Non-Surgical Treatment Options

UFAI patient Barb discusses her heel spurs and how Platelet Rich Plasma Therapy has improved her life.

Though conservative treatments for heel spurs work most of the time, there are some cases where we need to take your treatment to the next level. Luckily, with today’s technologies, you can still often avoid surgery.

 

Some of the advanced technologies we have to treat a Heel Spur are:

 

Platelet Rich Plasma Therapy (PRP)

Shockwave Therapy 

Topaz for Heal Spurs and pain

 

Heel Spur and Retrocalcaneal Exostosis Surgery

Endoscopic Plantar Fasciotomy is one surgical procedure that we consider to release the tight fascia. University Foot and Ankle Institute has perfected an endoscopic (camera guided) approach for fascia release to allow rapid healing and limited downtime with minimal pain.

 

If spur removal is required for Achilles heel spurs, the procedure may be done arthroscopically to limit the incision and trauma to the area. Surgery with an open incision may be needed in severe cases. The key to a good outcome is a solid reattachment of the Achilles tendon and complete removal of scar tissue and bone spurs.

 

Why is University Foot and Ankle Institute the Best Choice for Heel Spur Treatment?

Achilles Bone Spur, Retrocalcaneal Exostosis Surgery

Awarded Best Podiatrists in Los Angeles by LA Magazine and Best Foot and Ankle Surgeons in California, our physicians have decades of extensive experience treating heel conditions and spur removal related to retrocalcaneal exostosis.

 

We are pleased to offer multiple locations throughout Greater Los Angeles and Southern California.  Our Valencia, Sherman Oaks, Beverly Hills, Manhattan Beach, West Los Angeles, and Santa Monica Podiatry locations offer a range of services. These include full radiology, MRI, neurosensory nerve testing, and ultrasound. This means you will rarely have to go from office to office if tests are ordered.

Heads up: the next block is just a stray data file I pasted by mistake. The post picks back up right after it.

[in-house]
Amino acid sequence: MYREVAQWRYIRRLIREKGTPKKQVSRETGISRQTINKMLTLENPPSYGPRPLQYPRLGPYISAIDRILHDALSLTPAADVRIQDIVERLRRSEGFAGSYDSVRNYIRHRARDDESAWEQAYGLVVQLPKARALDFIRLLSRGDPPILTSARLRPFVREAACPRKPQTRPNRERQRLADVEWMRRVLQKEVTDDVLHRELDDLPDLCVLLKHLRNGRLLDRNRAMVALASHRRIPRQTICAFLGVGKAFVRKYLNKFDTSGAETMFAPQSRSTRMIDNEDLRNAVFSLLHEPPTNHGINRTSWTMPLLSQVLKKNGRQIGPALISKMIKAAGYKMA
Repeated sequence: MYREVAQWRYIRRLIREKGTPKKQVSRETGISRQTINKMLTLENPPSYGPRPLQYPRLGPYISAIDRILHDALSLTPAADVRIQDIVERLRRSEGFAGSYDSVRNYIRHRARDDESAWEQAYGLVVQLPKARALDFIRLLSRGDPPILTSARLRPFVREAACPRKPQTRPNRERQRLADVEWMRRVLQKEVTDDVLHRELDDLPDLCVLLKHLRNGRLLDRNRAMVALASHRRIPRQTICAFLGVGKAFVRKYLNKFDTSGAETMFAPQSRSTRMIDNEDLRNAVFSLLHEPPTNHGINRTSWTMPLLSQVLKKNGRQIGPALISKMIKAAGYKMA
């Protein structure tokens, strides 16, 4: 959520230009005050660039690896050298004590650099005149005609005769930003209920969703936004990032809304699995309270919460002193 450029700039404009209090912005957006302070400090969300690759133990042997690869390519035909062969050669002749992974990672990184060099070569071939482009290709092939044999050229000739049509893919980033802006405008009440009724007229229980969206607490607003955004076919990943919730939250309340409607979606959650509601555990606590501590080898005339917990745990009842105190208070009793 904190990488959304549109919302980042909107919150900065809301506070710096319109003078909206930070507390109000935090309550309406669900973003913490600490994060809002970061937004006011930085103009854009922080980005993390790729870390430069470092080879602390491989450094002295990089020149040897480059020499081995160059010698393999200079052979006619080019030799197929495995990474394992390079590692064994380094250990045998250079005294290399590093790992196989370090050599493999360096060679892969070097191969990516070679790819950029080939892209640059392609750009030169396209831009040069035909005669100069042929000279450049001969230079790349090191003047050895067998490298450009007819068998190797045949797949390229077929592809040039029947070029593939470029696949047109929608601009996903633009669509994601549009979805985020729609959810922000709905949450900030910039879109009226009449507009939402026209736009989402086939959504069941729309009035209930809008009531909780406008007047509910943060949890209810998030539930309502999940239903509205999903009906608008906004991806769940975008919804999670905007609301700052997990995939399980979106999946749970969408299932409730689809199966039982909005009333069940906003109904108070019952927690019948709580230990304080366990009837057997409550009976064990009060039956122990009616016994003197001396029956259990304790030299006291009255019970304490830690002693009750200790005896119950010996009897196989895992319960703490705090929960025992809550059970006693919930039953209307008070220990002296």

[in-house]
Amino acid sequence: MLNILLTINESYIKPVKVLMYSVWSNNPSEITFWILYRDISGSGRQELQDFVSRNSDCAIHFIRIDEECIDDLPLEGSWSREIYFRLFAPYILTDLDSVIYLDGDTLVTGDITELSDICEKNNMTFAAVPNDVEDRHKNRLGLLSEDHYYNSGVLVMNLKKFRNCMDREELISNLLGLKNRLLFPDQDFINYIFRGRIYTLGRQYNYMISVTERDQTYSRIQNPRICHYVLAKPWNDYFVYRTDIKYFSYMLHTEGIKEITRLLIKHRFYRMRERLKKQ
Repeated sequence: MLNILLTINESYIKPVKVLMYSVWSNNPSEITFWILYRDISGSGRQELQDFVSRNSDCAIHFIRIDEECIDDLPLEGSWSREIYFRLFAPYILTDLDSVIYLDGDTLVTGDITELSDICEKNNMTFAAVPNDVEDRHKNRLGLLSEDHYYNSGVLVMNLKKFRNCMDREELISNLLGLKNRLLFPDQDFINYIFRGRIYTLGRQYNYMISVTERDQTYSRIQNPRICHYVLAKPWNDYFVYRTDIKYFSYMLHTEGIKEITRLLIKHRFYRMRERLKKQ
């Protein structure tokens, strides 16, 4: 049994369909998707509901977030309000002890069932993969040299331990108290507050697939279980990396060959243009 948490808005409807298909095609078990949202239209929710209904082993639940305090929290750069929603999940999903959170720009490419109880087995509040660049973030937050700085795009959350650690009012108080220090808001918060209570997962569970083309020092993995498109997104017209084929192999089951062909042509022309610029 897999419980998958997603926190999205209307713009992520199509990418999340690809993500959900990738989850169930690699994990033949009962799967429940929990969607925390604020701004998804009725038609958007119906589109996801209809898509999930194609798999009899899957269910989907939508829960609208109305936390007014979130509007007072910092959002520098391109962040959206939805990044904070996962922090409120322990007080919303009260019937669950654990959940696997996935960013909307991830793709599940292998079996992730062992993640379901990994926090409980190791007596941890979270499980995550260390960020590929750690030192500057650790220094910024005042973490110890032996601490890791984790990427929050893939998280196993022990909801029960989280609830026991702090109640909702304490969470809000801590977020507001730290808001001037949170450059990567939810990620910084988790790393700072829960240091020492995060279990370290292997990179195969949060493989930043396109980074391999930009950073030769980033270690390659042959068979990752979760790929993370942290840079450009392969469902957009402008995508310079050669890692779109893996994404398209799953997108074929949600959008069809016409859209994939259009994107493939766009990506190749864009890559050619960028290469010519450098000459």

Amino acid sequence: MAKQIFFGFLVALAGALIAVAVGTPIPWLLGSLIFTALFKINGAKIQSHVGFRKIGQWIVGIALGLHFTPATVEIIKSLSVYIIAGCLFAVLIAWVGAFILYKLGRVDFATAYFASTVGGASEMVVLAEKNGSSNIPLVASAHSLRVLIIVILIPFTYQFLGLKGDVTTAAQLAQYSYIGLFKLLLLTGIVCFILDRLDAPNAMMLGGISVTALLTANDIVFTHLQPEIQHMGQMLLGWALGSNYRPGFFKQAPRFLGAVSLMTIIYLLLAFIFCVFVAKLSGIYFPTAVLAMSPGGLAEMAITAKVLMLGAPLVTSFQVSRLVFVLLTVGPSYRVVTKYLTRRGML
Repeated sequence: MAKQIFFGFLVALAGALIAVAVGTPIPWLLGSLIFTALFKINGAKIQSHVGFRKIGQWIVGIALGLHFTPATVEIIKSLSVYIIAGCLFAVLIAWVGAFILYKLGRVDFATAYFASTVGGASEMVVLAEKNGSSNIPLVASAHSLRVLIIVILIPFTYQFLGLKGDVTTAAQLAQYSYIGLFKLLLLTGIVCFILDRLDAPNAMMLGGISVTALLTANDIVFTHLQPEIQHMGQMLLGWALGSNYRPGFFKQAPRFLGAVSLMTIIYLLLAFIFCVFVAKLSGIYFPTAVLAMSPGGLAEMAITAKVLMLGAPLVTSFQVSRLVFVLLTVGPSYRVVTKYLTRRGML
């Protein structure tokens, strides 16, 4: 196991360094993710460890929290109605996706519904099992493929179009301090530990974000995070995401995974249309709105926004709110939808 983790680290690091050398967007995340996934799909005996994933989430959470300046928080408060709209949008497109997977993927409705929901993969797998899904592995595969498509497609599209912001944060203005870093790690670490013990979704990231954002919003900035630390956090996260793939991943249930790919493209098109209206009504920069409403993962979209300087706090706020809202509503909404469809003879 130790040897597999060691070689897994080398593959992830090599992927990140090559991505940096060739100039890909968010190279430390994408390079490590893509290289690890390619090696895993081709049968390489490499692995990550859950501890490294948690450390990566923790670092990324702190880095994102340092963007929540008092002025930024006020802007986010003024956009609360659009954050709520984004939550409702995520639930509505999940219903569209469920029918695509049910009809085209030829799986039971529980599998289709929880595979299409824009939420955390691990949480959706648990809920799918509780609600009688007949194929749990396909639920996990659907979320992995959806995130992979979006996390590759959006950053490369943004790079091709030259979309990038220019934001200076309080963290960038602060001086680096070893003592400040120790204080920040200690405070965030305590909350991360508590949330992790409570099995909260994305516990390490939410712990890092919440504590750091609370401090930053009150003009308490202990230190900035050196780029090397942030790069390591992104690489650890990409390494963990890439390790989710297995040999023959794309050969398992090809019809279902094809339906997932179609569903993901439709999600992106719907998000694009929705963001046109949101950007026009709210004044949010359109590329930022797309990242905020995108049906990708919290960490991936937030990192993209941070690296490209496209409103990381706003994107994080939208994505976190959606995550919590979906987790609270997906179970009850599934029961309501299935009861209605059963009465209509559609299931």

We are also proud to offer state of the art surgical centers and physical therapy services conveniently located within our Valencia and Santa Monica Podiatry offices and close to our other locations. Our advanced services get you back on your feet and back to your life in the least amount of time possible!

 

Frequently Asked Questions about Heel Spurs and Heel Spur Surgery

 

Q: Once a heel spur is removed, will it come back?

A: Yes, a heel spur can “technically” return, but that is really rare.

 

Q. For heel spurs, I was told that it is caused by the excess calcium deposit. In this case, how can the Topaz procedure remove the excess calcium, because you have mentioned it will only remove the damaged tissue and not the calcium?

A. The heel spur is not the source of pain. The pain is from the scar tissue and damage to the plantar fascia insertion on the heel. We prefer a newer technique called hydrocision from TenJet.

 

Q: If I have a Heel Spur, does it always need to be removed? 

A: No, a Heel Spur does not always have to be surgically removed. If it is causing no physical pain or harm, then there is probably no good reason to remove it since avoiding surgery whenever possible is the smartest way to go.

But if you have symptoms, it also does not mean you need to remove the spur. For example,  if the Heel Spur is on the bottom of the heel, it generally does not need to be removed and only a plantar fascia release would be necessary. But If the Heel Spur is on the back of the heel and the patient has Achilles Tendon problems, it very well may need to be removed. Surgical decisions and treatment plans are always made by us based on the individual patient's physical condition and lifestyle.

 

Have any Heel Spur questions we should add to our FAQ's? Let us know by clicking here.

 

 

 

  • Foot and Ankle Surgeon and Director of University Foot and Ankle Institute
    Dr Bob Baravarian, University Foot and Ankle Institute

    Dr. Bob Baravaria DPM, FACFAS is a Board-Certified Podiatric Foot and Ankle Specialist. He is currently a member of UCLA Medical Group, Chief of Podiatric Surgery at Santa Monica/UCLA medical center and Orthopedic Hospital, and an assistant clinical professor at the UCLA School of Medicine. He also serves as Director of University Foot and Ankle Institute.

     

    Dr. Baravarian has been involved in athletics his entire life and played competitive tennis in high school and college. He has an interest in sports medicine, arthritis therapy, and trauma/reconstructive surgery of the foot and ankle. He is also fluent in five languages (English, French, Spanish, Farsi, and Hebrew),